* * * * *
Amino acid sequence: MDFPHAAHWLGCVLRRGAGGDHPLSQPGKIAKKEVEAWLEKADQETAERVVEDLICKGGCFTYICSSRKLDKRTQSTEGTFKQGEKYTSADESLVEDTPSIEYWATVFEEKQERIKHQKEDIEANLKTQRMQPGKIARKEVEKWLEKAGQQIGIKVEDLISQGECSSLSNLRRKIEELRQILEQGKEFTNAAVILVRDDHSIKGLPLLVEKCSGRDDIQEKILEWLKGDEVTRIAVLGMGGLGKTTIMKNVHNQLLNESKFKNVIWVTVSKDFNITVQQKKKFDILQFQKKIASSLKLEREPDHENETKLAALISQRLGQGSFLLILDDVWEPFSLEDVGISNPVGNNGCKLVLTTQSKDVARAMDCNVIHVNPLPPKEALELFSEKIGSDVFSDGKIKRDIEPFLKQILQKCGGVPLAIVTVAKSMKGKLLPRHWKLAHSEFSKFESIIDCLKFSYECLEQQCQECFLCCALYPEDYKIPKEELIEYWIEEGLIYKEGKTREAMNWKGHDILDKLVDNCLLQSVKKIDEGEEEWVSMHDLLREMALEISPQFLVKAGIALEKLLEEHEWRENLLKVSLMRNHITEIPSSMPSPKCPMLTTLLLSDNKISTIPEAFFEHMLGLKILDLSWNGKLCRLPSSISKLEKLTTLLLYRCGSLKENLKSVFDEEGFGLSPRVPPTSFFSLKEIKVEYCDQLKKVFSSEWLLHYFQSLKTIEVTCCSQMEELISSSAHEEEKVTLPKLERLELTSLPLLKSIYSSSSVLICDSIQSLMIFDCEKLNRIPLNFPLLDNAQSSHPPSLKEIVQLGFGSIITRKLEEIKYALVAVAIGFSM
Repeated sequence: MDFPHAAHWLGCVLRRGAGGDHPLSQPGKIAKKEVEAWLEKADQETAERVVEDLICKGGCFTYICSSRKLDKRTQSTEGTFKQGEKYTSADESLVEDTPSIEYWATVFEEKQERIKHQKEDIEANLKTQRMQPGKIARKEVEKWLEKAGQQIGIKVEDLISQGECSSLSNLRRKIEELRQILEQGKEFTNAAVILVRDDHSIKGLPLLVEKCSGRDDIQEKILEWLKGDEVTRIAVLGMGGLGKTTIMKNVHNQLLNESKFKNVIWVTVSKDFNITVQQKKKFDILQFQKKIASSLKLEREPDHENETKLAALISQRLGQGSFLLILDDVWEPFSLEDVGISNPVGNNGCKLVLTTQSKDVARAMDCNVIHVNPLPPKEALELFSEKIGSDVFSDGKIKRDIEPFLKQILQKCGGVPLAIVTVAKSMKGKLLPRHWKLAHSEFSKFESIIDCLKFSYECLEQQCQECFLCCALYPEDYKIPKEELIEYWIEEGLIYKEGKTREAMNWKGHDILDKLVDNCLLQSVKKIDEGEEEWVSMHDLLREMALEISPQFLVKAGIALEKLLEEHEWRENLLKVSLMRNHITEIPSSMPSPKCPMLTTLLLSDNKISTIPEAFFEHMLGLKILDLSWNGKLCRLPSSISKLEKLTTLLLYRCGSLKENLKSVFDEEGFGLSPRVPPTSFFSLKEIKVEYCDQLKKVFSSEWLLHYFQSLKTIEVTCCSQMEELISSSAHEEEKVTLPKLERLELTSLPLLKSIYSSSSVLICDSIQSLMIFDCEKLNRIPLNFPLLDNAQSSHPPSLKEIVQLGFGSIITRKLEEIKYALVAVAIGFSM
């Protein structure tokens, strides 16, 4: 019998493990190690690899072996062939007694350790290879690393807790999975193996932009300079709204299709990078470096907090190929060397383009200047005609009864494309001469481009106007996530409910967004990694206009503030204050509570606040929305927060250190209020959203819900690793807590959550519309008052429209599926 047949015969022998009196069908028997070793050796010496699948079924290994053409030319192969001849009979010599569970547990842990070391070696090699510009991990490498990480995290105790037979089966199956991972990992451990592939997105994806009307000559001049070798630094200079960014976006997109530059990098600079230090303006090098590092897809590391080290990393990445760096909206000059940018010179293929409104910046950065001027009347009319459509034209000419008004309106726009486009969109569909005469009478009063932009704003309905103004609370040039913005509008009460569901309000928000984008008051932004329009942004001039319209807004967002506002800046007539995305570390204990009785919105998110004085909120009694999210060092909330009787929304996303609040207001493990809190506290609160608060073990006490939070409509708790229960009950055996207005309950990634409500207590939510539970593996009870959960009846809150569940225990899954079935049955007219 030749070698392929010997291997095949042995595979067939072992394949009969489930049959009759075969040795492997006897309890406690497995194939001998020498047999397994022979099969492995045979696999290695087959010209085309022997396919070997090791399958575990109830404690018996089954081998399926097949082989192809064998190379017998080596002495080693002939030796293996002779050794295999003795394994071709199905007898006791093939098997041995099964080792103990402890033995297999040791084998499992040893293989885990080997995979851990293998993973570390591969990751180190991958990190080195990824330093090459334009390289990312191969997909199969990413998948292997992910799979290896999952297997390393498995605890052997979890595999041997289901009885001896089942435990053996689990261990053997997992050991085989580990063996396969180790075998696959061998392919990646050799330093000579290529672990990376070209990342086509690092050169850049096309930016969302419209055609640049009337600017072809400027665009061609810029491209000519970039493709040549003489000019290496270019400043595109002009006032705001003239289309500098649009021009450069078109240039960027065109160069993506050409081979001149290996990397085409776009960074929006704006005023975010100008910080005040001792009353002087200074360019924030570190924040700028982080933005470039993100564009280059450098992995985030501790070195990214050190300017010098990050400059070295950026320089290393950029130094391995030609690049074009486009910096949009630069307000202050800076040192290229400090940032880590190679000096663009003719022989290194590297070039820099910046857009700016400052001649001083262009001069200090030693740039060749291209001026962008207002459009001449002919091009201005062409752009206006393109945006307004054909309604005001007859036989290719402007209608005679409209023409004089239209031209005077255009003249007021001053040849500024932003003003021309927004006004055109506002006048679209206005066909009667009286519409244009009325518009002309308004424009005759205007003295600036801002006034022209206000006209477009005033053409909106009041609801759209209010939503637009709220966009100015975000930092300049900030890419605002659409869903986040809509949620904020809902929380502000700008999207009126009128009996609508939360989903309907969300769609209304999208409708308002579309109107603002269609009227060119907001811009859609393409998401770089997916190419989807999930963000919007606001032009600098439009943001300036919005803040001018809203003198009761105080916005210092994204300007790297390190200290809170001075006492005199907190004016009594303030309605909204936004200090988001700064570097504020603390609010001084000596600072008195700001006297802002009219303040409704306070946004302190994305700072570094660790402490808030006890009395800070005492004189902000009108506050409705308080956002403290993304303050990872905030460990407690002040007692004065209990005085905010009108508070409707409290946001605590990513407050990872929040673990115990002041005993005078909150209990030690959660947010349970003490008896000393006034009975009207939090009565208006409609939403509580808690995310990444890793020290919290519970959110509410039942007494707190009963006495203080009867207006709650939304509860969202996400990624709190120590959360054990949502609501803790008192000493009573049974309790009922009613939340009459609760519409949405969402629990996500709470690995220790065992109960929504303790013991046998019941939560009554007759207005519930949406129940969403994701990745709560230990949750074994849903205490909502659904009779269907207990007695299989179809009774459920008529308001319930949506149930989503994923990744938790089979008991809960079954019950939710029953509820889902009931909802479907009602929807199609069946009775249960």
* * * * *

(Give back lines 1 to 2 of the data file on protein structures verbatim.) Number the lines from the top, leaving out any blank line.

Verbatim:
Amino acid sequence: MDFPHAAHWLGCVLRRGAGGDHPLSQPGKIAKKEVEAWLEKADQETAERVVEDLICKGGCFTYICSSRKLDKRTQSTEGTFKQGEKYTSADESLVEDTPSIEYWATVFEEKQERIKHQKEDIEANLKTQRMQPGKIARKEVEKWLEKAGQQIGIKVEDLISQGECSSLSNLRRKIEELRQILEQGKEFTNAAVILVRDDHSIKGLPLLVEKCSGRDDIQEKILEWLKGDEVTRIAVLGMGGLGKTTIMKNVHNQLLNESKFKNVIWVTVSKDFNITVQQKKKFDILQFQKKIASSLKLEREPDHENETKLAALISQRLGQGSFLLILDDVWEPFSLEDVGISNPVGNNGCKLVLTTQSKDVARAMDCNVIHVNPLPPKEALELFSEKIGSDVFSDGKIKRDIEPFLKQILQKCGGVPLAIVTVAKSMKGKLLPRHWKLAHSEFSKFESIIDCLKFSYECLEQQCQECFLCCALYPEDYKIPKEELIEYWIEEGLIYKEGKTREAMNWKGHDILDKLVDNCLLQSVKKIDEGEEEWVSMHDLLREMALEISPQFLVKAGIALEKLLEEHEWRENLLKVSLMRNHITEIPSSMPSPKCPMLTTLLLSDNKISTIPEAFFEHMLGLKILDLSWNGKLCRLPSSISKLEKLTTLLLYRCGSLKENLKSVFDEEGFGLSPRVPPTSFFSLKEIKVEYCDQLKKVFSSEWLLHYFQSLKTIEVTCCSQMEELISSSAHEEEKVTLPKLERLELTSLPLLKSIYSSSSVLICDSIQSLMIFDCEKLNRIPLNFPLLDNAQSSHPPSLKEIVQLGFGSIITRKLEEIKYALVAVAIGFSM
Repeated sequence: MDFPHAAHWLGCVLRRGAGGDHPLSQPGKIAKKEVEAWLEKADQETAERVVEDLICKGGCFTYICSSRKLDKRTQSTEGTFKQGEKYTSADESLVEDTPSIEYWATVFEEKQERIKHQKEDIEANLKTQRMQPGKIARKEVEKWLEKAGQQIGIKVEDLISQGECSSLSNLRRKIEELRQILEQGKEFTNAAVILVRDDHSIKGLPLLVEKCSGRDDIQEKILEWLKGDEVTRIAVLGMGGLGKTTIMKNVHNQLLNESKFKNVIWVTVSKDFNITVQQKKKFDILQFQKKIASSLKLEREPDHENETKLAALISQRLGQGSFLLILDDVWEPFSLEDVGISNPVGNNGCKLVLTTQSKDVARAMDCNVIHVNPLPPKEALELFSEKIGSDVFSDGKIKRDIEPFLKQILQKCGGVPLAIVTVAKSMKGKLLPRHWKLAHSEFSKFESIIDCLKFSYECLEQQCQECFLCCALYPEDYKIPKEELIEYWIEEGLIYKEGKTREAMNWKGHDILDKLVDNCLLQSVKKIDEGEEEWVSMHDLLREMALEISPQFLVKAGIALEKLLEEHEWRENLLKVSLMRNHITEIPSSMPSPKCPMLTTLLLSDNKISTIPEAFFEHMLGLKILDLSWNGKLCRLPSSISKLEKLTTLLLYRCGSLKENLKSVFDEEGFGLSPRVPPTSFFSLKEIKVEYCDQLKKVFSSEWLLHYFQSLKTIEVTCCSQMEELISSSAHEEEKVTLPKLERLELTSLPLLKSIYSSSSVLICDSIQSLMIFDCEKLNRIPLNFPLLDNAQSSHPPSLKEIVQLGFGSIITRKLEEIKYALVAVAIGFSM